Saturday, April 08, 2017

Using the Stearman Press SP-445 Developing Tank

Part 1

Nearly five years ago I moved house.  The new digs are an improvement in pretty much every way.  But there is one exception - I lost the darkroom facility I had crafted in the basement of the former house.  Admittedly it was s very crude setup, and only accomodated loading and processing film - no printing.  Since I was scanning, that was OK, though I don miss printing.

To compensate after the move I joined the Flower City Arts Center, which has truly great darkroom facilities and bargain rental rates.  But I just didn't use the facilities that much; due to work I was only able to go on Saturdays.  So I didn't renew my membership every year.

So I've made do at home by loading 35mm and 120 film onto reels and into tanks in a dark bag.  As my desire to work more with 4x5 sheet film returned and increased, I still didn't have a way to process at home since I only have deep tanks, which require total darkness.  

Faced with renewing my membership at Flower City and not really using the facilities as much as I needed, I decided to research daylight tanks that might work for me.

In the past I had used a Yankee Adjustable Cut Film Tank, which accommodates up to 12 sheets of film.  In fact, I still have one, but damn if I can find the rack that carries the film! The problem this tank that I always experienced, though, was uneven development, particularly at the edges of the negative.  This was caused by the design not allowing proper flow of chemistry during agitation.  Before I adopted deep tanks as my sheet film processing gear, I solved this problem by not placing the lid on the tank and raising and lowering the rack for agitation.  But that means the tank is no longer "daylight" - so I was back to square one.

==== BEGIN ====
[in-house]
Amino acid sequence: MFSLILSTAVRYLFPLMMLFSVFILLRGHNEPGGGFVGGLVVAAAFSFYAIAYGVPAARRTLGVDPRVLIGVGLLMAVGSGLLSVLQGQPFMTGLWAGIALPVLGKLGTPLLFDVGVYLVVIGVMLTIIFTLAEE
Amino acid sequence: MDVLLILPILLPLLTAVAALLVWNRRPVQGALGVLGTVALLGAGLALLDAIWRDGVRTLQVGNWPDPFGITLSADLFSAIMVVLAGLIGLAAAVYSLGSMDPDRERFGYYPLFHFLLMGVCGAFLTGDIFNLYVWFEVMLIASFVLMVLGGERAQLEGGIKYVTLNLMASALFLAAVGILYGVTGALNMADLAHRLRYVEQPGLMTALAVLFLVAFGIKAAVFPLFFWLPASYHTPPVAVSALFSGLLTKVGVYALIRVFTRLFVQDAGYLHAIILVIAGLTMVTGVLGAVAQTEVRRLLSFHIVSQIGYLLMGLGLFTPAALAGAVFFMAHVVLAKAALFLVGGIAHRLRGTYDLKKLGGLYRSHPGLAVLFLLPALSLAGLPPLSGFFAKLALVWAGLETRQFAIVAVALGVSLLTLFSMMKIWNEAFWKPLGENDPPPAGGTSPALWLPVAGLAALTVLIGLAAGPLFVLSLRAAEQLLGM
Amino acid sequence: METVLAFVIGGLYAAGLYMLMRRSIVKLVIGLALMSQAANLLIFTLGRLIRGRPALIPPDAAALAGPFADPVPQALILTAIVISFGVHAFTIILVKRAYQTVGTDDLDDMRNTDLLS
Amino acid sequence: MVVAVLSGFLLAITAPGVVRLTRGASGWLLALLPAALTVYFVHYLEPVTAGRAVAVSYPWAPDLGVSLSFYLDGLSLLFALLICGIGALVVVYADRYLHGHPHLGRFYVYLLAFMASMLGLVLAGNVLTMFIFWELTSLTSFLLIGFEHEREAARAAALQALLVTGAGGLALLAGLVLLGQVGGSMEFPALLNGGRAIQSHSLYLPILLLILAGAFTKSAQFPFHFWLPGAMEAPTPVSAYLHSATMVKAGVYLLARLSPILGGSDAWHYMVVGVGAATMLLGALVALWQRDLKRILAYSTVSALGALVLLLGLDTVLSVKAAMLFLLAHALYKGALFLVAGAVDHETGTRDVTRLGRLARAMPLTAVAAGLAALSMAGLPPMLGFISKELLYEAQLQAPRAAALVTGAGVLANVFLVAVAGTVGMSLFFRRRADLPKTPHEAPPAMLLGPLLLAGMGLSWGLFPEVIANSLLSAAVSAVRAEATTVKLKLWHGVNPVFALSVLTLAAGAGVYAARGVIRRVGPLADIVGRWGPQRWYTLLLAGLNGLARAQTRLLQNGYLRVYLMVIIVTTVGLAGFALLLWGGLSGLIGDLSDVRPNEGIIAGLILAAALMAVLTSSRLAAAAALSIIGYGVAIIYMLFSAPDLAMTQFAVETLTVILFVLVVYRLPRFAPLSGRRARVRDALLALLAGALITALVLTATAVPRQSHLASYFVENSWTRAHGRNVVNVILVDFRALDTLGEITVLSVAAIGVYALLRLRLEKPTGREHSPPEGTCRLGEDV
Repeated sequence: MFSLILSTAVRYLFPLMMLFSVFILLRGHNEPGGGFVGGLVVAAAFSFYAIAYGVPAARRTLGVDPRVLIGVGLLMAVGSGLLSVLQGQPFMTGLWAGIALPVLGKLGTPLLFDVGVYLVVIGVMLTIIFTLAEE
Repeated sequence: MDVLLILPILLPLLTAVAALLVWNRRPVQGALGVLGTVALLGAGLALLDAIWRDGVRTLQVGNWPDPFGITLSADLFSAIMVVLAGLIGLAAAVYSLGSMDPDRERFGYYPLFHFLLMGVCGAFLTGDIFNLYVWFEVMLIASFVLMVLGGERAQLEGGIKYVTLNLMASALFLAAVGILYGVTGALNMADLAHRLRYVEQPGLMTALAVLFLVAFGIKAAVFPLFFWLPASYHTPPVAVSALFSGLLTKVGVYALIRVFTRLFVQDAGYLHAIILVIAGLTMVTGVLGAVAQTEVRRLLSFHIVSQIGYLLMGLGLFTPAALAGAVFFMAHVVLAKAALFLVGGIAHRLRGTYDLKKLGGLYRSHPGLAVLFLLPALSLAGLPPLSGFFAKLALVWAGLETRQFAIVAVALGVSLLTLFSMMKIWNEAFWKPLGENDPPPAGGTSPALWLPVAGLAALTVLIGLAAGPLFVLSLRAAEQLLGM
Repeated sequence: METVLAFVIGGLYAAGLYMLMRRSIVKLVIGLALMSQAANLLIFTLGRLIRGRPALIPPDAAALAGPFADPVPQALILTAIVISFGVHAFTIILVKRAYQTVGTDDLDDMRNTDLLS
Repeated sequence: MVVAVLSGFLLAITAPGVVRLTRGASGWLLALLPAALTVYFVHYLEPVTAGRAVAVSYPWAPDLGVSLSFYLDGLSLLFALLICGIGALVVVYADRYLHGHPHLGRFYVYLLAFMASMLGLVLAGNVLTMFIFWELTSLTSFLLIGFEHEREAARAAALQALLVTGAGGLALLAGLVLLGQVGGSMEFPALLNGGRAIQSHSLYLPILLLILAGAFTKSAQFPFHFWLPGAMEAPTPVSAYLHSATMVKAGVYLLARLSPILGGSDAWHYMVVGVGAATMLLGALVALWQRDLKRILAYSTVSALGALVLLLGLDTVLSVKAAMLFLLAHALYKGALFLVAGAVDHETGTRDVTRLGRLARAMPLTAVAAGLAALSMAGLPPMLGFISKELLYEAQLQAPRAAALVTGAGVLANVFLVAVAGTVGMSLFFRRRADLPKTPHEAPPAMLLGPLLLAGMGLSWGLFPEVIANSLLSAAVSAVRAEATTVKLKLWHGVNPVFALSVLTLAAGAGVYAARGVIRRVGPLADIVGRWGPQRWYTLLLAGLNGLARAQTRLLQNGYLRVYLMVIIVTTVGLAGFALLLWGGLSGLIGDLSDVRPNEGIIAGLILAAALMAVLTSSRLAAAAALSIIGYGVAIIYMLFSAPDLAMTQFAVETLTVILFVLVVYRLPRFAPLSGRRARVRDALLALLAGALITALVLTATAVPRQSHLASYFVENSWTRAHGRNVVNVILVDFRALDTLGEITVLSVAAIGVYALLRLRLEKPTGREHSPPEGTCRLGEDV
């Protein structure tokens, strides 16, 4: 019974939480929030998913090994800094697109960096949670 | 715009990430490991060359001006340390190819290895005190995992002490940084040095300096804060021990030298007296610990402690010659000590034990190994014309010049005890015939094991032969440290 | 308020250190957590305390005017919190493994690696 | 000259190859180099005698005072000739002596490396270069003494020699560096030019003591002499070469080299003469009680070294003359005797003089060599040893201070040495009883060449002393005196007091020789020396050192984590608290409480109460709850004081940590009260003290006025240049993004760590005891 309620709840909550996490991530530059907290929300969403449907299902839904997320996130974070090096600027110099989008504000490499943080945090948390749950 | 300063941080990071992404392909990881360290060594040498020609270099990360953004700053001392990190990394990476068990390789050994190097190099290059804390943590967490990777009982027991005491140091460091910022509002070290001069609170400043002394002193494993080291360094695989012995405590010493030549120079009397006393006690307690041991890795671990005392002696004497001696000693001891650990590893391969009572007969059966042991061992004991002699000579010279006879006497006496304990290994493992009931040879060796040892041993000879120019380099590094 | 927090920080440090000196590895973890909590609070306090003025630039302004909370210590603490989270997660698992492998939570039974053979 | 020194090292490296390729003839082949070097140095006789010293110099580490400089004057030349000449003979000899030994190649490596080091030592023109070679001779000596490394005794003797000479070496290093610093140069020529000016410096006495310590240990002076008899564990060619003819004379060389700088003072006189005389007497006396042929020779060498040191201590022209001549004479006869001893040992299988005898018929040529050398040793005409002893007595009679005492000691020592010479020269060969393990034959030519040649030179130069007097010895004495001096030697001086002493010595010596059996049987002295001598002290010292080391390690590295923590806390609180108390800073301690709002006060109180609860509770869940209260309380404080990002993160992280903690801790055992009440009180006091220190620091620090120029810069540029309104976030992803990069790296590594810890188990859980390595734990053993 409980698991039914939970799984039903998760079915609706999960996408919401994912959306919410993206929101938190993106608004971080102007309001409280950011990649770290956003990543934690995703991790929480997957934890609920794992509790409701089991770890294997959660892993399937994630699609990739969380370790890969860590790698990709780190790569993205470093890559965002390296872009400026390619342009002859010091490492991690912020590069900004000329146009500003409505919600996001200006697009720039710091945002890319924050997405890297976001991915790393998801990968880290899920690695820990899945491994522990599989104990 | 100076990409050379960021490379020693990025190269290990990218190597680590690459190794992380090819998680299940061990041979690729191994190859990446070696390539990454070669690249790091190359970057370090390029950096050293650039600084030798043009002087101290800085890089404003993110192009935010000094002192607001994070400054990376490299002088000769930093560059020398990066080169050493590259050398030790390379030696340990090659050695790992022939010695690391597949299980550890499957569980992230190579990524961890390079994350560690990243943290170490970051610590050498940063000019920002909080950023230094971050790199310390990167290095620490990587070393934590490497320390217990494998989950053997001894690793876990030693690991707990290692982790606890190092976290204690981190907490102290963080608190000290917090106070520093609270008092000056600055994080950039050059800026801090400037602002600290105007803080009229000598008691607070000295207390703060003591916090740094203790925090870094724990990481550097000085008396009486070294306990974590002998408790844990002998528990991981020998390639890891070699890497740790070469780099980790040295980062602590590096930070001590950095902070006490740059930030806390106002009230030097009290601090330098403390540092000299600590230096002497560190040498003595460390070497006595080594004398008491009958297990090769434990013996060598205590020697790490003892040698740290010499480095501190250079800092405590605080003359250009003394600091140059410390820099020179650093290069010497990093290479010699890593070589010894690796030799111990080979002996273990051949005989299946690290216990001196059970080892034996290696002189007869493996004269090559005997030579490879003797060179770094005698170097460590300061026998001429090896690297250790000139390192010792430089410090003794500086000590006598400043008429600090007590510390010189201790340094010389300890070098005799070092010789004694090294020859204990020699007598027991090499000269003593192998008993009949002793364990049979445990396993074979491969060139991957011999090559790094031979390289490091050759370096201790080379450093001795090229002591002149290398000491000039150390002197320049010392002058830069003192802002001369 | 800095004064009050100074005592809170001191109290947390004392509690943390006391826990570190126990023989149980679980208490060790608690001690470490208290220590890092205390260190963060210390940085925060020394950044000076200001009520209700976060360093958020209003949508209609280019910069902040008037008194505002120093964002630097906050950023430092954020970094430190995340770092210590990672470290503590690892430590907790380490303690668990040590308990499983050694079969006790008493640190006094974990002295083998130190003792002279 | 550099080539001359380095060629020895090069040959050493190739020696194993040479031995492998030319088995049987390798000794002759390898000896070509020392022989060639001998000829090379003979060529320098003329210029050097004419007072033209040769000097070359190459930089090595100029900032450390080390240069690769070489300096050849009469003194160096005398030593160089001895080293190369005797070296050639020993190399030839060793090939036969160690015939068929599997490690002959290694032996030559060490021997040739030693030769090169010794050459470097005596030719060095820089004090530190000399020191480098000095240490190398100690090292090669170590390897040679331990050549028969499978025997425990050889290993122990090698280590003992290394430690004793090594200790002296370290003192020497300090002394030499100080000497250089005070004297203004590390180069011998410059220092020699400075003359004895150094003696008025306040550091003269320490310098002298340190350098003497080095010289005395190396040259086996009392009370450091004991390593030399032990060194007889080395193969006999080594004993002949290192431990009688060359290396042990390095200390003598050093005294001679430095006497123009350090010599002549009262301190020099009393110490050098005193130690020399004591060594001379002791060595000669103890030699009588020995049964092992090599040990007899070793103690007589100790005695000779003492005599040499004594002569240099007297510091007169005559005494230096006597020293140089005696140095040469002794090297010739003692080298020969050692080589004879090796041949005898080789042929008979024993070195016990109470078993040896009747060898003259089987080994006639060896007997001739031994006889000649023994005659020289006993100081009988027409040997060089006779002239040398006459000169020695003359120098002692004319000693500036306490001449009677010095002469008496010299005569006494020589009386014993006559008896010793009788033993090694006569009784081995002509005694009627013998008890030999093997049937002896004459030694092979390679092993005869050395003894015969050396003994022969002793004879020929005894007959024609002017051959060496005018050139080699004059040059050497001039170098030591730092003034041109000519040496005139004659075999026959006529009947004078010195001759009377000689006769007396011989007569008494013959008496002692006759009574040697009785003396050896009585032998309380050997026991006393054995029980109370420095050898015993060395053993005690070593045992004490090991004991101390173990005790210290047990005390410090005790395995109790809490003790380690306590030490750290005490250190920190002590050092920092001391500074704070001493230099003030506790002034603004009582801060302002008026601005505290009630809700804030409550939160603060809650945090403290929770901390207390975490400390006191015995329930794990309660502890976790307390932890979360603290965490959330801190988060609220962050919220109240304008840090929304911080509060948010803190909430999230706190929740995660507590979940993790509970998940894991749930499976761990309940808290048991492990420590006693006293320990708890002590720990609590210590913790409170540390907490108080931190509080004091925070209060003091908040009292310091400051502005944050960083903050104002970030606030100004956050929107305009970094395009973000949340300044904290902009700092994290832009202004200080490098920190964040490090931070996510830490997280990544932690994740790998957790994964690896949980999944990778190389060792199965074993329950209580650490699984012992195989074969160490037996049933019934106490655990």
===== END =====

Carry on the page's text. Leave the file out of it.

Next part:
Another option is the HP CombiPlan tank, a discontinued daylight tank.  I actually have one that was given to me, but the loading guide is missing so even if I wanted to try it, I can't.  Add all the negative reviews of this overly complicated kit, and I quickly discarded this option.

I had heard of the Stearman SP-445 tank, the result of a Kickstarter campaign, but had mostly forgotten about it until a web search turned up links to the website, YouTube videos and reviews.  At $90USD it's not that expensive, though I had to evaluate whether I wanted to take a chance - $90+ is not chump change for me.

After cogitating for a few weeks, I decided to order it from Freestyle Sales, my go to for a lot of photographic needs. 

(Aside:  I can buy Kodak film from Freestyle cheaper than I can here in Rochester - the film is made here, shipped to Freestyle in LA, then back to me.  You'd think Kodak Alaris would promote the use of film here in Rochester with great pricing, where yes, there is a rich reserve of photographers who not only know and used film, but who actually helped design and manufacture the stuff!  But no.   Grumpy mode off.)

Earlier this week the SP-445 arrived, along with a new darkroom thermometer and a Nikkor 75/4.5 SW via Japan.

Six sheets of film had been exposed and were awaiting processing:  2 sheets of Delta 100 shot as EI tests and 4 sheets of FP4+ needing N+2 and N-2 development.  So I was waiting for the weekend to arrive when I could test out this new kit.

The two sheets of Delta are hanging to dry and I can judge my first test drive a success.  Details will in Part 2 soon.  But overall I am pleased.  I made no disastrous mistakes, but I learned enough to improve my technique.

I still plan to build a proper darkroom which will accommodate processing more than four sheets at a time, which is the limit of the 445 - get it?  4 sheets of 4x5 = 445.

Stay tuned for Part 2.

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